Frederick Chapman Robbins Biography, Life, Interesting Facts
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EARLY LIFE AND EDUCATION
Frederick Chapman Robbins was born on August 25, 1916, in Auburn, Alabama, United States of America. His father William J. Robbins was a plant physiologist who became the Director of the New York Botanical Gardens. His mother's name was Christine, and she was also a Botanist. He had two younger brothers and was a master polo player in his childhood days. He had won many awards in the game.
Robbins received his A.B. degree in 1936 and B.S. in 1938 from the University of Missouri, which he attended after completing his preliminary education. He joined the Harvard Medical School after securing his B.S. degree and graduated from there in 1940. He was appointed as the resident physician in bacteriology at The Children's Hospital Medical Center in Boston, Massachusetts. He underwent the training for the next two years.
Frederick Chapman Robbins joined the United States Army in 1942. He was assigned to the Fifteenth Medical General Laboratory as Chief of the Virus and Rickettsial Disease Section during his military service. In this capacity, he toured the United States, North Africa, and Italy. Simultaneously, he held the post of a supervisor of a diagnostic virus laboratory and studied the immunology of mumps. He also concentrated his attention on investigating infectious hepatitis, typhus, fever and Q fever during this period.
Frederick Chapman Robbins resumed his training as a resident physician in bacteriology at The Children's Hospital Medical Center in 1946 immediately after being relieved of his military duties and completed it in January 1948. Soon after the completion of his training, he received a Senior Fellowship in Virus Diseases of the National Research Council and got an opportunity to work with Dr. John F. Enders in the Research Division of Infectious Diseases, The Children's Hospital Medical Center. He held the fellowship until 1950 and at the same time served as a member of the Faculty of the Harvard Medical School.
Robbin’s work in collaboration with Dr. John F. Enders and other team members resulted in cultivating polio and other viruses in the laboratory. Together with Enders and Thomas Weller, Robbins succeeded in growing the viruses using a mixture of human embryonic skin and muscle tissue after much effort. They followed it up with the study of the cultivation of poliomyelitis virus in tissue culture and the practical application of the technique. This breakthrough work in isolation and growth of the poliovirus paved the way to develop polio vaccines by the likes of Jonas Salk, Albert Sabin, etc.
During his stay in Boston, Frederick Chapman Robbins was appointed Associate in Pediatrics on the Faculty of Harvard Medical School, Associate in the Research Division of Infectious Diseases, and Associate Physician and Associate Director of the Isolation Service at The Children's Hospital Medical Center. He was also a Research Fellow in Pediatrics at The Boston Lying-in Hospital and Assistant to the Children's Medical Service, Massachusetts General Hospital.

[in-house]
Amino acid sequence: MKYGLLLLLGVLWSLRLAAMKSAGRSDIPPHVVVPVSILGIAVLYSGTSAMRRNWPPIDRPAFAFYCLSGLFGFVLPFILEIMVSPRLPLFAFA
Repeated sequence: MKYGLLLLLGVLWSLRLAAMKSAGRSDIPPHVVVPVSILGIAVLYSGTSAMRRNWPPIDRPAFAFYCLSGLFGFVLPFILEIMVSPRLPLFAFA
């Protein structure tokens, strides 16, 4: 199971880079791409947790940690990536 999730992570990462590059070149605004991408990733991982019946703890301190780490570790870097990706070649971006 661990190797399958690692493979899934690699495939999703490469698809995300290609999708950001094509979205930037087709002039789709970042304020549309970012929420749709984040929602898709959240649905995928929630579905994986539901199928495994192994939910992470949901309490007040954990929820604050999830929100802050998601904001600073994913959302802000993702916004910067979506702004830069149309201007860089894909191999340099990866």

In May 1952, Frederick Chapman Robbins moved to Cleveland, Ohio on being appointed as the Professor of Pediatrics at Western Reserve University School of Medicine and Director of the Department of Pediatrics and Contagious Diseases, Cleveland Metropolitan General Hospital. He was also selected as the Chairman of the Committee on Medical Education of Western Reserve University School of Medicine since 1958. In 1966, he assumed the charge of Dean of the School of Medicine at the Case Western Reserve Hospital. He served the position until 1980.
Frederick Chapman Robbins assumed the Presidency of the National Academy of Sciences’ Institute of Medicine after that. He led from the front and was instrumental in formulating a national policy on vaccine development and vaccine safety during his tenure as the President of the Institute. He also worked for the development of public policy about AIDS. He returned to Case Western Reserve in 1985 as Dean Emeritus and Distinguished University Professor Emeritus. He continued to be associated with the medical school until his death in 2003.
AWARDS AND ACHIEVEMENTS
In 1945, Frederick Chapman Robbins received the Bronze Star for his distinguished service with the Army during World War II.
In 1954, he was awarded the Nobel Prize for Physiology or Medicine along with John Franklin Enders and Thomas Weller for successfully cultivating poliomyelitis virus in tissue cultures. He was the youngest among the three.
Frederick Chapman Robbins was elected as the Fellow of American Academy of Arts and Science in 1962.
In 1999, he was awarded the Benjamin Franklin Medal by the American Philosophical Society, Philadelphia for his remarkable achievement in the field of Science.
PERSONAL LIFE AND LEGACY
Frederick Chapman Robbins married Alice Havemeyer Northrop, daughter of Nobel Laureate scientist John H. Northrop in 1948. He met his would-be-wife at Dr. Thomas Weller’s laboratory when she was working there as a Laboratory Technician. They were blessed with two daughters, Alice Christine Robbins and Louise E. Robbins.
On August 4, 2003, Robbins breathed his last in Cleveland, Ohio. He was 86 at the time of his death. The reason behind his death was reported to be congestive heart failure.
In his honor, the Case Western Reserve University School of Medicine started a society by the name of ‘Frederick C. Robbins Society.’